We’ve all grown up with “Don’t waste ___, do you know how many children would love to have it and you’re throwing it away?” or well, something to that effect. As a result I’ve always been respectful of my easy access to resources – a daily, heartbreaking struggle for so many others. What I’ve never really been able to decide upon is whether I like the guilt-creating approach to developing a conscience. And, if indeed it was effective.
It’s Holiday Season, and the retail-advertising gods have launched the “Annual Guilt Trips”. Retails stores want part of the holiday sales pie; heck at this point whether the US economy dips into recession depends on how much the American consumer spends this Christmas season. Non-profits also want to leverage the annual charitable giving season. Just check out the ads running on TV; they all look the same – the dusty background, the gaunt, vacant eyes, the protruding ribs, the despairing music. And they’re telling you that YOU can make a difference this holiday season.
Watching TV, munching on my dinner and enjoying a lazy evening at home I was just addressed by a NGO Anon advertisement. Two African children, brothers (They just say Africa because you know, Africa is one country, really just the size of Connecticut and as diverse) are beginning their day. The elder one, shirtless in raggedy shorts works and takes care of the smaller child. Flies flutter on and off their thin chests and arms. Then there is a close up. There are a few tears rolling down the older child’s face as he contemplates the misfortunate circumstance of his birth. Shift frame to a charming young actress, impeccably dressed telling me how I’m capable of making a difference. Moved by the images, I felt miserable about the full plate on my lap that probably had as many calories as those kids got all day. But I also knew – my philanthropy would never be directed to NGO Anon. I’m not Grinch and I don’t like being made to feel like that. My mother has the sole right to emotionally manipulate me. The list ends with her.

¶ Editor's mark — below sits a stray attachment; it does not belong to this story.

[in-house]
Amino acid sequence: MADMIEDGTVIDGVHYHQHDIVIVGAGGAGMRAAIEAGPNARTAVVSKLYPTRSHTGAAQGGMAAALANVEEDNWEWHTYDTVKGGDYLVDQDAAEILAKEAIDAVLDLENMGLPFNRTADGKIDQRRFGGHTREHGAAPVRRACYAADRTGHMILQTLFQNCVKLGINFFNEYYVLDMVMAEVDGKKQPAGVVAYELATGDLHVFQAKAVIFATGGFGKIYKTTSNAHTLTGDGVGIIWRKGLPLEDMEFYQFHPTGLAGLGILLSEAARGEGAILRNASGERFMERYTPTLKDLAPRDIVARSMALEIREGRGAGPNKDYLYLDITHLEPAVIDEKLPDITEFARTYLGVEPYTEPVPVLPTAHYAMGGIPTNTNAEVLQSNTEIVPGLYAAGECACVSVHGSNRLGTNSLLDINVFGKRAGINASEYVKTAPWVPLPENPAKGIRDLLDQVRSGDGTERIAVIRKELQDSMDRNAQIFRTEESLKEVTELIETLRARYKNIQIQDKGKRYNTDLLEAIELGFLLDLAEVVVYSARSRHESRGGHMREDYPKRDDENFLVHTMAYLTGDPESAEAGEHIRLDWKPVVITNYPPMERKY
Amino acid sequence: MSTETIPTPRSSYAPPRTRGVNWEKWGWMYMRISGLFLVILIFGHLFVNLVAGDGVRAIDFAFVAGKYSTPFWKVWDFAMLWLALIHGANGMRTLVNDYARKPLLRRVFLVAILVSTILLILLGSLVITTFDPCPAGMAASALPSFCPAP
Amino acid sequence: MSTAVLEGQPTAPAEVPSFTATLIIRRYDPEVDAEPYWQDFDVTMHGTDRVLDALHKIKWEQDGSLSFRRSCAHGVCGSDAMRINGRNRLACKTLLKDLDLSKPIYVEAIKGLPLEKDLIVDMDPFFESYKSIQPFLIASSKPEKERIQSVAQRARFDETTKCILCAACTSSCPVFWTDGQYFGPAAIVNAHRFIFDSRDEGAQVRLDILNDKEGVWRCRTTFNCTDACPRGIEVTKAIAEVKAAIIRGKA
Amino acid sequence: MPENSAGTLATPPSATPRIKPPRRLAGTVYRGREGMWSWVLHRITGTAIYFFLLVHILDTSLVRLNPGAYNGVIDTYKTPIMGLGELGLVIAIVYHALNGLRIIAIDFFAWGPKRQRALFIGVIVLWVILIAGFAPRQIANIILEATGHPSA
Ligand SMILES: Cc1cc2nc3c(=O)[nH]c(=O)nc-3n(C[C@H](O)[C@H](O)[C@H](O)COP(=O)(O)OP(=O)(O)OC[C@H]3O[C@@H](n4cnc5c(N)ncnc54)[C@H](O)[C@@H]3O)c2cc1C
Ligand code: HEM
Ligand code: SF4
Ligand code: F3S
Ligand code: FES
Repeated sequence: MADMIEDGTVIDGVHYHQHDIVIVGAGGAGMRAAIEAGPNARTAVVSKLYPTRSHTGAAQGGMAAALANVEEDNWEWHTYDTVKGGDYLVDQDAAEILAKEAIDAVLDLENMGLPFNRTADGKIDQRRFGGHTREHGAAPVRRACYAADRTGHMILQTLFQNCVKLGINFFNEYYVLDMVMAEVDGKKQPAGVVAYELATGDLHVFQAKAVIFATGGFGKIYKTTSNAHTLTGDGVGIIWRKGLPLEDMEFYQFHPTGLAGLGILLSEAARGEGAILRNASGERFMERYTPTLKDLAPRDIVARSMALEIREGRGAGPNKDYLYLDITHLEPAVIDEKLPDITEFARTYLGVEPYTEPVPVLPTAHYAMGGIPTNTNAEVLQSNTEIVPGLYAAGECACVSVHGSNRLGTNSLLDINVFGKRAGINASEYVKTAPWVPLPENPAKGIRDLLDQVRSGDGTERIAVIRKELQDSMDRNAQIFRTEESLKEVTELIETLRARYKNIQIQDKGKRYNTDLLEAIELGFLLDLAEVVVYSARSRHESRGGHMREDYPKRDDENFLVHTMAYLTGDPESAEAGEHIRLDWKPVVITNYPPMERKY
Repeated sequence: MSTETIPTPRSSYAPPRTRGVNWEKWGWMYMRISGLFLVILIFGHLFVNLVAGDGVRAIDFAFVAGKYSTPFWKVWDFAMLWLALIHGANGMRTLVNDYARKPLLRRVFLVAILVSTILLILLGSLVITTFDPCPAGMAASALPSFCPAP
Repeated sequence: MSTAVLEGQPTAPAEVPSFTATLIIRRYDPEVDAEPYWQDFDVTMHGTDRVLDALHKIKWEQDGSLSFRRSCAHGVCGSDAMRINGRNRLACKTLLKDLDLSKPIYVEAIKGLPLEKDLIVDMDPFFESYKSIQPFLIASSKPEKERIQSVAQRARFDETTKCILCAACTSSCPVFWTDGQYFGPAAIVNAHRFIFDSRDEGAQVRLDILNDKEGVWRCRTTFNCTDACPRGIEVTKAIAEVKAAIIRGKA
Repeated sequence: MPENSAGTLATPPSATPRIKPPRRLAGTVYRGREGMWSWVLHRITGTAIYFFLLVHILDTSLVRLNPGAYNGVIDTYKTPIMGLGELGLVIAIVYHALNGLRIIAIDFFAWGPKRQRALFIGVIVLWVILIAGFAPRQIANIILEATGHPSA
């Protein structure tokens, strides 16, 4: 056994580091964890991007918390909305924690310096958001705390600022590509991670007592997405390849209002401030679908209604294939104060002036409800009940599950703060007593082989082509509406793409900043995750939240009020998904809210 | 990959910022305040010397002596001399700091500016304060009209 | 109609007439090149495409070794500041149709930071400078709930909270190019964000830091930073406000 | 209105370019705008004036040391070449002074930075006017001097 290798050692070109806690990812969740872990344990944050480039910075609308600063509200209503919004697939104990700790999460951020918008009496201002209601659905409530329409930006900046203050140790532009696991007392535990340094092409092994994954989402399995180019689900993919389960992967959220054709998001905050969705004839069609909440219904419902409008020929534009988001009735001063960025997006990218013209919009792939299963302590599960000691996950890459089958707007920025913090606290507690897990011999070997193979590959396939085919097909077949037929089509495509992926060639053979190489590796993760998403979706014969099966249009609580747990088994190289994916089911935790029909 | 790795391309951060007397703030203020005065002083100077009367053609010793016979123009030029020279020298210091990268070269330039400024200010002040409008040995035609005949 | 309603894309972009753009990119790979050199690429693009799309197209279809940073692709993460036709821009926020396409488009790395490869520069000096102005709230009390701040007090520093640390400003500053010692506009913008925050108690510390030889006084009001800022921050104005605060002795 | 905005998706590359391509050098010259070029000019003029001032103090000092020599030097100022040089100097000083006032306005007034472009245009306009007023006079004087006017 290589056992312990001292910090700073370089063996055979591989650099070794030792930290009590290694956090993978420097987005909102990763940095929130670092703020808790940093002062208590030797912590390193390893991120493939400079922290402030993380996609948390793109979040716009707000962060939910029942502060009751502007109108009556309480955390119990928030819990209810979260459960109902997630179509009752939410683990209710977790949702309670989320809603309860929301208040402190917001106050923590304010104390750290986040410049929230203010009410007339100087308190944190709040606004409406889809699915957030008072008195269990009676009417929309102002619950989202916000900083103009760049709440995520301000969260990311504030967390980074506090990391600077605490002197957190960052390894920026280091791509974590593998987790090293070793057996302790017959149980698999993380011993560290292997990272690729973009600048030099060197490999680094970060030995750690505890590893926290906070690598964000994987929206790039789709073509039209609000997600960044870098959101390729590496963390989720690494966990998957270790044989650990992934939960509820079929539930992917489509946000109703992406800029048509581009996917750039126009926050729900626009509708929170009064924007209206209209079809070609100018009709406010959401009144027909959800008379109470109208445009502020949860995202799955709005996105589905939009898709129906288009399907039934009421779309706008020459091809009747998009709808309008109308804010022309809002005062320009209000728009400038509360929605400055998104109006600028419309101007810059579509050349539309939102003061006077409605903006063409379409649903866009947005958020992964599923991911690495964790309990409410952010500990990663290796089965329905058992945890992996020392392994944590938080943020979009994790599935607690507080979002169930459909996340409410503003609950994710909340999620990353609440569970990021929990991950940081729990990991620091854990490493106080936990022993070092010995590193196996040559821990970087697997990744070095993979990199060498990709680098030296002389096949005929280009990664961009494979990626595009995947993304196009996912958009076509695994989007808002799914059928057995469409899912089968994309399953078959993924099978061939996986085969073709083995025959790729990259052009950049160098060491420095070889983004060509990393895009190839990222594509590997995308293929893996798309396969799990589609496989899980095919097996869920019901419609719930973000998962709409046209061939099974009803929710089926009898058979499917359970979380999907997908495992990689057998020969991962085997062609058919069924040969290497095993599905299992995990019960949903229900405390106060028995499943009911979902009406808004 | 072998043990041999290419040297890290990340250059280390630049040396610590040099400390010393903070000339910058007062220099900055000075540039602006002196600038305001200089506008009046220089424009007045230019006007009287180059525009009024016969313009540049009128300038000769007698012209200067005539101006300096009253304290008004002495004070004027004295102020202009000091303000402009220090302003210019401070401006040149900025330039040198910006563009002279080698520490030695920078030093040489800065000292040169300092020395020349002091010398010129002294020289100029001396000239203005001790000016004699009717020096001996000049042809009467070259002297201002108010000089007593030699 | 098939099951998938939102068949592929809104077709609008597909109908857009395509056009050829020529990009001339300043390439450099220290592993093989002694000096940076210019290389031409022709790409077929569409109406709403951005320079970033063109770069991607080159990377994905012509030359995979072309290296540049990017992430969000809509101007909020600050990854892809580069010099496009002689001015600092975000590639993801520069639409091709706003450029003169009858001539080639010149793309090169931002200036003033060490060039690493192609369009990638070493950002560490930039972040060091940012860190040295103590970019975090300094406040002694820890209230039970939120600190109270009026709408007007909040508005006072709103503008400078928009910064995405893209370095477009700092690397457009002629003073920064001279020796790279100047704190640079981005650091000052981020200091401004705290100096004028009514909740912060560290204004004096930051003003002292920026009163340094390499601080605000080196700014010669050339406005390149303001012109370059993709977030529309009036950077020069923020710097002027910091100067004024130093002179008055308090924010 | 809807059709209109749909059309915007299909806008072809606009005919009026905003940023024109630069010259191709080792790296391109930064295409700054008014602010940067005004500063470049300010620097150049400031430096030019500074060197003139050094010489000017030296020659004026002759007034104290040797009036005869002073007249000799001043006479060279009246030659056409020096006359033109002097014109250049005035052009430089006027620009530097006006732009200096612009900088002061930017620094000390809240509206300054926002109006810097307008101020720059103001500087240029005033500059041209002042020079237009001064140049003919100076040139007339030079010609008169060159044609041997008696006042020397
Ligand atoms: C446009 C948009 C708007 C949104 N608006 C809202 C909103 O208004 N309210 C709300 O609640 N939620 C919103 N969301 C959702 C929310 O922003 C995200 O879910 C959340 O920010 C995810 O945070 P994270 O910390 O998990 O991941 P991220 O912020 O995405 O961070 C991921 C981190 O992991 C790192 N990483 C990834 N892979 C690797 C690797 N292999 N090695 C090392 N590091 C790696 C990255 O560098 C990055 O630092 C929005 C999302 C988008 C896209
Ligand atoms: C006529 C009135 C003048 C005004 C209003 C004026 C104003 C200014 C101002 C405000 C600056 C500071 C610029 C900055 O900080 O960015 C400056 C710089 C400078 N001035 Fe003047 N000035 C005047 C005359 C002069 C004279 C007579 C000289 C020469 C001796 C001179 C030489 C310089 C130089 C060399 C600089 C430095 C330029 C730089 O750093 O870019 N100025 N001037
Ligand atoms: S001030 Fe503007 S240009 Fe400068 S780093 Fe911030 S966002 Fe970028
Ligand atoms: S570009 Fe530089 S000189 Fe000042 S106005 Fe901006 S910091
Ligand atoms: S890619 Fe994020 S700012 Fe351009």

However, I did wonder if this approach works. While I couldn’t find any statistics to show the effectiveness of this approach, I came across a study that showed that 7 in 10 donors (both active and lapsed) did not like to be guilt-tripped. I’m going to go with it’s not the highest impact approach to fundraising. Normative questions, aside.
Disclaimer: I work at GlobalGiving.
Disclaimer 2: I have more than a couple of Starbucks coffees a week. I know how much they cost.